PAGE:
The objective of the project is to facilitate the docking of bigger sea vessels at the sea port, increase ports efficiency in turn around time of vessels, and cut on demurrage charges incurred by vessels that stay longer at the Seaport, official told press corps on Tuesday.
“The exercise will enable deep draft vessels to easily access the terminal and dock without facing dangers of…,” Yankuba Manneh, new Communications Officer, Gambia Ports Authority said at the press briefing held yesterday on site.
In 2018, a Belgian dredging consortium, Deme, was awarded the contract at a tune of €1.7 million to do the sea port. However, sediments and debris from the bottom of harbour and other water bodies due to the natural process of sand and silt washing downstream.
The exercise is a way of keeping the sea floor clear for many number of ships to easily access harbors and dock.
Mr. Musa Jagne, a Middle East based Gambian businessman who incorporated Sino Majilak, was awarded the contract to execute the dredging exercise. Jagne said his approach emphasises capability by bringing in more experienced engineers for job quality, technology transfer and skills training of Gambian youths.
The company will dig 10 meters additional depth than prescribed by the contract offer without compromising standards of the work. Twenty youths have been employed for the start. As they expand to the Denton Bridge, they target to employ up to 10 youths.
“This contract means a Gambian solution to Gambia’s problems. My vision for the country as a Diaspora Gambian is beyond dredging… I hope to contribute to industrialisation dream of this country if right opportunities are created for citizens to play our part,” he said.
Beyond the Seaport, the dredging project expands towards Denton Bridge where an estuary – meeting point of River Gambia and the Atlantic Ocean created a sand bank in the middle of the navigation path for river going vessels.
“That dredging is done in such a way that coral reefs – found at the bottom of the sea are avoided and sand deposits pumped out. The sand will be made available to the public for their construction needs at a reduced cost than those mined from the coastal settlements in the Kombos,” Banka Manneh, project Director of Communications explained.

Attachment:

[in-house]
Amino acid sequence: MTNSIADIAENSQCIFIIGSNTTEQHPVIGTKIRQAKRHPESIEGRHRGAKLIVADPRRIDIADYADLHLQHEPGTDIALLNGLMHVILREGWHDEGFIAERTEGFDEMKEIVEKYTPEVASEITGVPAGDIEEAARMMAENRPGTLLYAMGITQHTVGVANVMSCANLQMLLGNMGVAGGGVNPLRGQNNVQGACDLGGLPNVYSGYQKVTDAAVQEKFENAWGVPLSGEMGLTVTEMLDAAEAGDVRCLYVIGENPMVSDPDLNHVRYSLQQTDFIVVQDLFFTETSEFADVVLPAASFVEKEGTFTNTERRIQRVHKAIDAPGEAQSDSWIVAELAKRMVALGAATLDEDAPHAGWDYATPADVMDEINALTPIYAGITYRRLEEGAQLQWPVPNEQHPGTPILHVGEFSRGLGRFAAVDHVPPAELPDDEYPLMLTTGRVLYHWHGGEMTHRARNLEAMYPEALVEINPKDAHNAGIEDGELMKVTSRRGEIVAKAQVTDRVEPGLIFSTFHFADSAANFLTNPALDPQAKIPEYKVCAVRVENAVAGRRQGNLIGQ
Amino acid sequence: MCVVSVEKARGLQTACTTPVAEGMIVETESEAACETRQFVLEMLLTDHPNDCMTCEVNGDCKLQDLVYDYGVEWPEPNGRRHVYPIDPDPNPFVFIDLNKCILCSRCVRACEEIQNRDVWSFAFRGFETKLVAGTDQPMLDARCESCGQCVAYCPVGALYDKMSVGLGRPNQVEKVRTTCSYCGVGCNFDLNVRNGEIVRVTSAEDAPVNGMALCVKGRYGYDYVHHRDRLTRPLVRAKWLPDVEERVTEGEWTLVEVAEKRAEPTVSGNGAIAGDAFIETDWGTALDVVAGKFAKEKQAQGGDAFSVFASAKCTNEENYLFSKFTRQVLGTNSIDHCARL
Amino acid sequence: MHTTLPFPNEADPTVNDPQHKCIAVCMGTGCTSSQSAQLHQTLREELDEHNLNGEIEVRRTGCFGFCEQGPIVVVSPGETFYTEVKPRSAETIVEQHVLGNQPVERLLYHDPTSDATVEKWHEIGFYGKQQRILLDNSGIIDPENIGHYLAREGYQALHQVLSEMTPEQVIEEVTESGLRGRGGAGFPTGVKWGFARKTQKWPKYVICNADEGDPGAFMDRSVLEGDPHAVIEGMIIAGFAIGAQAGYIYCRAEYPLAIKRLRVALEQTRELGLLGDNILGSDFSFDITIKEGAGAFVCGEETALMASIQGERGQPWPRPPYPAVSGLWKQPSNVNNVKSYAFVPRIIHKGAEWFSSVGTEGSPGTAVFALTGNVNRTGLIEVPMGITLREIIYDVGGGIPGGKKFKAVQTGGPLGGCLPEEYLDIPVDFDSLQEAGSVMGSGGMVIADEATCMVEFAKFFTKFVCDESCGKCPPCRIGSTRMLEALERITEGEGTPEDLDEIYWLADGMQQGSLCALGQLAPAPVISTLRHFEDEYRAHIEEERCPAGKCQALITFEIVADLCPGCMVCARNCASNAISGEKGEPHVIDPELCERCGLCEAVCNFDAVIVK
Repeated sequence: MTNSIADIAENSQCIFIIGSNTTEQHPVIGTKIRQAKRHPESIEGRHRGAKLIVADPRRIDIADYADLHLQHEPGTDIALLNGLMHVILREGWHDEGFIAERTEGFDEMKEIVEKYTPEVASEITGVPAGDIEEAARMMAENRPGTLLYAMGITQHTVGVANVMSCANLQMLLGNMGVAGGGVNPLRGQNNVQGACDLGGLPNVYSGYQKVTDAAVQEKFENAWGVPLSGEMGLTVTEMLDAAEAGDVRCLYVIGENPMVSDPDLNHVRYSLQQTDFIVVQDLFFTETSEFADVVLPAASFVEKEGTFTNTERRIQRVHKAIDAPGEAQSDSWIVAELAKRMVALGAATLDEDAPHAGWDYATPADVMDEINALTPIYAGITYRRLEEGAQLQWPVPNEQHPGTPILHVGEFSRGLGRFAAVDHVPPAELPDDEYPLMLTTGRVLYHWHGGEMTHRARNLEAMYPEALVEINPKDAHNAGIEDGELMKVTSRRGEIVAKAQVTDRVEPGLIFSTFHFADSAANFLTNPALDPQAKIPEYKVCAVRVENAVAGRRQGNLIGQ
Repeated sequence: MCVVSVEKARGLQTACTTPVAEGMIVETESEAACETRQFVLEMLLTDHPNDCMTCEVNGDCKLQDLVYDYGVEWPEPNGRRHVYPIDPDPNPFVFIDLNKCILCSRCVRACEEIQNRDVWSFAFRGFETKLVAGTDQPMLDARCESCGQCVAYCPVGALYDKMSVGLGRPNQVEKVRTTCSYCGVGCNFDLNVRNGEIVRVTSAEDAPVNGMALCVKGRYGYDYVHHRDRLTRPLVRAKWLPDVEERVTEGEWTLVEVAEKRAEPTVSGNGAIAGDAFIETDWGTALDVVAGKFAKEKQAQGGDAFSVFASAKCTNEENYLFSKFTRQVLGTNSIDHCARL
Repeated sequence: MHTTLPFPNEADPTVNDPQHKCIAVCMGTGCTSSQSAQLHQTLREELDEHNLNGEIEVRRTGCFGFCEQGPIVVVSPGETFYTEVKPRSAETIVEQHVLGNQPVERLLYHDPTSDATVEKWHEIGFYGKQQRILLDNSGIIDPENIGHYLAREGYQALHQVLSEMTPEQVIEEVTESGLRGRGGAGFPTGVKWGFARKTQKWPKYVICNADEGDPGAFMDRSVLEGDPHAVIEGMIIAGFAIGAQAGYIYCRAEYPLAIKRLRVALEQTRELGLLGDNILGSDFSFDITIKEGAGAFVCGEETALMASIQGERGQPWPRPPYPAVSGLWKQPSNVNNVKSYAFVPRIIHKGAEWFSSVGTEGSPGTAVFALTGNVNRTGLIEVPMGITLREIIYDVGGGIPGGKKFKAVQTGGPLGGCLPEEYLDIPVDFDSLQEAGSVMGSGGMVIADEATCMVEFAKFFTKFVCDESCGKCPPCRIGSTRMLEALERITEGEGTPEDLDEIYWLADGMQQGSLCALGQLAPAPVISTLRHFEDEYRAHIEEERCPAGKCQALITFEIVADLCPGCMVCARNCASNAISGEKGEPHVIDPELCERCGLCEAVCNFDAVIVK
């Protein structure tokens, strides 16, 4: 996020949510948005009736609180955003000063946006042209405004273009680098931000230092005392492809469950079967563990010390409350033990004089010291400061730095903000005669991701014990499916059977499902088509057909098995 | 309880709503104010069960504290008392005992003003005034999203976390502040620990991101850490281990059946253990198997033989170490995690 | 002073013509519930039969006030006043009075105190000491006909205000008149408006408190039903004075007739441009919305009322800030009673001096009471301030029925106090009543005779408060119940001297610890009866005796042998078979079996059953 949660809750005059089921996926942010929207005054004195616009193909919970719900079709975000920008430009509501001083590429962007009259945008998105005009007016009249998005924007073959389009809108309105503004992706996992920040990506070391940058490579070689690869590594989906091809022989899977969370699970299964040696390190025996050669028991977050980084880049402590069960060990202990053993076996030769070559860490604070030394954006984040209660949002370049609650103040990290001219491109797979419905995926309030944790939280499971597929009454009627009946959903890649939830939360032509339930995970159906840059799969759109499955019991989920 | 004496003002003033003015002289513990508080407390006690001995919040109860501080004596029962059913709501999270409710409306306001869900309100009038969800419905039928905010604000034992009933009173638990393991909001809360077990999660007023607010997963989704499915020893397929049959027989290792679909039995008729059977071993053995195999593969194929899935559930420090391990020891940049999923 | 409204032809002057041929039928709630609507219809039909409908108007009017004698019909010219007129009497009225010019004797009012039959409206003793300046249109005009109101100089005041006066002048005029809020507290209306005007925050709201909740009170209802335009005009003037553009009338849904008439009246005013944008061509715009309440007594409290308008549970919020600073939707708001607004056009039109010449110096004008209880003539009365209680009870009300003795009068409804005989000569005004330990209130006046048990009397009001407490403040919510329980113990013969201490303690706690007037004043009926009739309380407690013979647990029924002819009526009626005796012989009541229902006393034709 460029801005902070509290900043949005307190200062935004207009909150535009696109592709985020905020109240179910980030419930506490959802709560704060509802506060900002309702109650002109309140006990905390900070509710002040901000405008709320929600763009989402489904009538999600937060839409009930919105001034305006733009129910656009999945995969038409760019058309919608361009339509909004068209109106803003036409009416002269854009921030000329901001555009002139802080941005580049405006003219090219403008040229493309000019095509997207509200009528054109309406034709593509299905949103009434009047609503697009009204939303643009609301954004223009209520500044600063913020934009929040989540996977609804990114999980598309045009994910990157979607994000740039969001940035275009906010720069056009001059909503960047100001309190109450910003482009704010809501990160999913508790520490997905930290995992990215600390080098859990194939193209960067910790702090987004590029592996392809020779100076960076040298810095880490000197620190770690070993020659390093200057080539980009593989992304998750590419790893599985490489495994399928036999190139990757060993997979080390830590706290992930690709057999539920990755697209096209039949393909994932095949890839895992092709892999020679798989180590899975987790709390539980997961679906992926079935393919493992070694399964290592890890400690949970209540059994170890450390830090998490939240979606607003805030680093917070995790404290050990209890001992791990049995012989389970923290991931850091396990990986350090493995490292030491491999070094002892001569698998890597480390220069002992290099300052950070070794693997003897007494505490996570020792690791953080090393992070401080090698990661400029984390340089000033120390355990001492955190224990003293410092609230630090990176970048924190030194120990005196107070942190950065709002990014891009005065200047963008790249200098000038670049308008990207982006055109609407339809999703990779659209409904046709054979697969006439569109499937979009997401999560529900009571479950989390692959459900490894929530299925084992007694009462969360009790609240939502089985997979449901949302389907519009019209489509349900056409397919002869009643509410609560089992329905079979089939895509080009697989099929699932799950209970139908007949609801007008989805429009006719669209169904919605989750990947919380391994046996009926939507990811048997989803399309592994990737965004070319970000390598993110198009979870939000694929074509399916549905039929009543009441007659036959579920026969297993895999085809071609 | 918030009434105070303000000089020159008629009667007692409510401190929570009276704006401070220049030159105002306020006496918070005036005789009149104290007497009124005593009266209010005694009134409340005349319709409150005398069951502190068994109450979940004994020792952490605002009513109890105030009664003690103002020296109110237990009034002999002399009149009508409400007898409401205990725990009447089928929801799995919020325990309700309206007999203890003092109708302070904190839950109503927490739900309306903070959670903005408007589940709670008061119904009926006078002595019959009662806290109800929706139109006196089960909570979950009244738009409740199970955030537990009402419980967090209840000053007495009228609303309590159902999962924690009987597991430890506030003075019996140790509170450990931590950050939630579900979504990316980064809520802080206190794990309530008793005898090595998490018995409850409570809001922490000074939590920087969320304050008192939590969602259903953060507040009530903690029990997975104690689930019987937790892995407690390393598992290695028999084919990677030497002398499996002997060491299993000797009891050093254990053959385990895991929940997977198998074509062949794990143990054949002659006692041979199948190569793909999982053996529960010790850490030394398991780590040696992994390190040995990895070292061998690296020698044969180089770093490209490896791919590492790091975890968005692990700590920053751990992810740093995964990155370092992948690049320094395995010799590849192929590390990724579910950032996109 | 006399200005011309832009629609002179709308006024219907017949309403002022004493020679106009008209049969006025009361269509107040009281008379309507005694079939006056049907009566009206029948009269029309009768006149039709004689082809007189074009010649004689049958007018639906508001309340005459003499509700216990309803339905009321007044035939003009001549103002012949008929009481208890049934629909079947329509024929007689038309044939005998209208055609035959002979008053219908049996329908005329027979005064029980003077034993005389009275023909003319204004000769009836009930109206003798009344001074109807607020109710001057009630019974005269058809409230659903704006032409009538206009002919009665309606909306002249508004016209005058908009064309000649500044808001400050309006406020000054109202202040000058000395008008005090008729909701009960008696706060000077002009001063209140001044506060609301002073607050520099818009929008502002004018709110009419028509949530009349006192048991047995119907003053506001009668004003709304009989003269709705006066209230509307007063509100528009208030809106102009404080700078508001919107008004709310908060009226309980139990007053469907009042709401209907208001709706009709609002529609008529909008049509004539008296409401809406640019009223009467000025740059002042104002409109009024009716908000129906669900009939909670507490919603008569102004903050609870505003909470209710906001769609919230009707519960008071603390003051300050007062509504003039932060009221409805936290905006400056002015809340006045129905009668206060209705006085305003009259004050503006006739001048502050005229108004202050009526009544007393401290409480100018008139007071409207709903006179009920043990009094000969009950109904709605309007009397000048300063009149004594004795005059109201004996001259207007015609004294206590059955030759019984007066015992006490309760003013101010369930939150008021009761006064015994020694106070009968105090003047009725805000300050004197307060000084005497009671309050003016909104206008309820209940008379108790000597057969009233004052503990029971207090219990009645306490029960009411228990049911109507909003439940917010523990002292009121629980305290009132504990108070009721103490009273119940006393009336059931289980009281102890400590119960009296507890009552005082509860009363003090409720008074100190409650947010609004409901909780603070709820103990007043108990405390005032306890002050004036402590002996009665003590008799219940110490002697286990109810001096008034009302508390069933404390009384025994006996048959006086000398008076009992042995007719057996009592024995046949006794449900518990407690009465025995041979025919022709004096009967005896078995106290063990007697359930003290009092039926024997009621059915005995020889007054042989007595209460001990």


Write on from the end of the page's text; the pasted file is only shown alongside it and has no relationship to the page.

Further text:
Mr. Manneh maintained that the project is being executed in “the most ecologically sound manner” that respects the natural ecosystem.
From a study by a Netherlands company, Royal Has koning, this exercise can pump out 7.5 million cubic tonnes of sand from the surveyed area. “The removal of this sand bank will enable access for voyaging vessels and reduce marine accidents for many on the voyage,” Manneh added.
The sand is being pumped out to a one-hectare land area just by the Denton Bridge, now being dug into a tank to accommodates the sand. The process uses wide diameter pipes from the dredging vessels connected to the shore.
The one-hectare land had been initially used by women for cultivating garden produce. 11 of them were identified for compensation by the project which includes, offering jobs to their children as an addition.
Alhagie Muhammed Samateh, a partner in the Sino Majilak Gambia Plc said such a dredging exercise is a routine necessity in waterways around the world because sedimentation gradually fills channels and harbors.
“This clean-up exercise, once completed, will facilitate the smooth access to the Barth by ships, increase the berthing capacity by 40% and reduce ship waiting time. Also the annual ship turnaround time will flare up and congestion will be curtailed as well,” explained Mr Yankuba Manneh, GPA Communications Officer.